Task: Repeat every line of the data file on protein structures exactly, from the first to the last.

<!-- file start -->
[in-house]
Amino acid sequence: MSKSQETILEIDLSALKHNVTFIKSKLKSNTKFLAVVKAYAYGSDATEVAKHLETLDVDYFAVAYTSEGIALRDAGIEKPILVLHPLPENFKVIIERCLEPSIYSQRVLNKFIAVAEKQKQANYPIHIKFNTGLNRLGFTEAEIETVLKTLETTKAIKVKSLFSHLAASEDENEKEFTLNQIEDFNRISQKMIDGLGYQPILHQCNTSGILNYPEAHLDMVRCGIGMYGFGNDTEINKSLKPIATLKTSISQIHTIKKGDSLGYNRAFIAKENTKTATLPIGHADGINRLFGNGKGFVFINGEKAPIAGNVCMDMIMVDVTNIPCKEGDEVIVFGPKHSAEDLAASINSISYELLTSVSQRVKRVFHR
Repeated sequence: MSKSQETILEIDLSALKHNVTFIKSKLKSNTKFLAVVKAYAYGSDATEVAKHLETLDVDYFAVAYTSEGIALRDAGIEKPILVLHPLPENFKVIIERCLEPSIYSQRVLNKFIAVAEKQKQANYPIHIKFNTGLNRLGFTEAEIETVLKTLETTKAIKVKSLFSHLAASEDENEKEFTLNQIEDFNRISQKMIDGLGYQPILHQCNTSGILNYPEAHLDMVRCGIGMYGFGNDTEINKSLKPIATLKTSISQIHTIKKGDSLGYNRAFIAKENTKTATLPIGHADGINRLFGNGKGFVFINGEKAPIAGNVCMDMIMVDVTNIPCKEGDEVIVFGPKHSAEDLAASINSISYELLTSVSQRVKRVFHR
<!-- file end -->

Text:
[in-house]
Amino acid sequence: MSKSQETILEIDLSALKHNVTFIKSKLKSNTKFLAVVKAYAYGSDATEVAKHLETLDVDYFAVAYTSEGIALRDAGIEKPILVLHPLPENFKVIIERCLEPSIYSQRVLNKFIAVAEKQKQANYPIHIKFNTGLNRLGFTEAEIETVLKTLETTKAIKVKSLFSHLAASEDENEKEFTLNQIEDFNRISQKMIDGLGYQPILHQCNTSGILNYPEAHLDMVRCGIGMYGFGNDTEINKSLKPIATLKTSISQIHTIKKGDSLGYNRAFIAKENTKTATLPIGHADGINRLFGNGKGFVFINGEKAPIAGNVCMDMIMVDVTNIPCKEGDEVIVFGPKHSAEDLAASINSISYELLTSVSQRVKRVFHR
Repeated sequence: MSKSQETILEIDLSALKHNVTFIKSKLKSNTKFLAVVKAYAYGSDATEVAKHLETLDVDYFAVAYTSEGIALRDAGIEKPILVLHPLPENFKVIIERCLEPSIYSQRVLNKFIAVAEKQKQANYPIHIKFNTGLNRLGFTEAEIETVLKTLETTKAIKVKSLFSHLAASEDENEKEFTLNQIEDFNRISQKMIDGLGYQPILHQCNTSGILNYPEAHLDMVRCGIGMYGFGNDTEINKSLKPIATLKTSISQIHTIKKGDSLGYNRAFIAKENTKTATLPIGHADGINRLFGNGKGFVFINGEKAPIAGNVCMDMIMVDVTNIPCKEGDEVIVFGPKHSAEDLAASINSISYELLTSVSQRVKRVFHR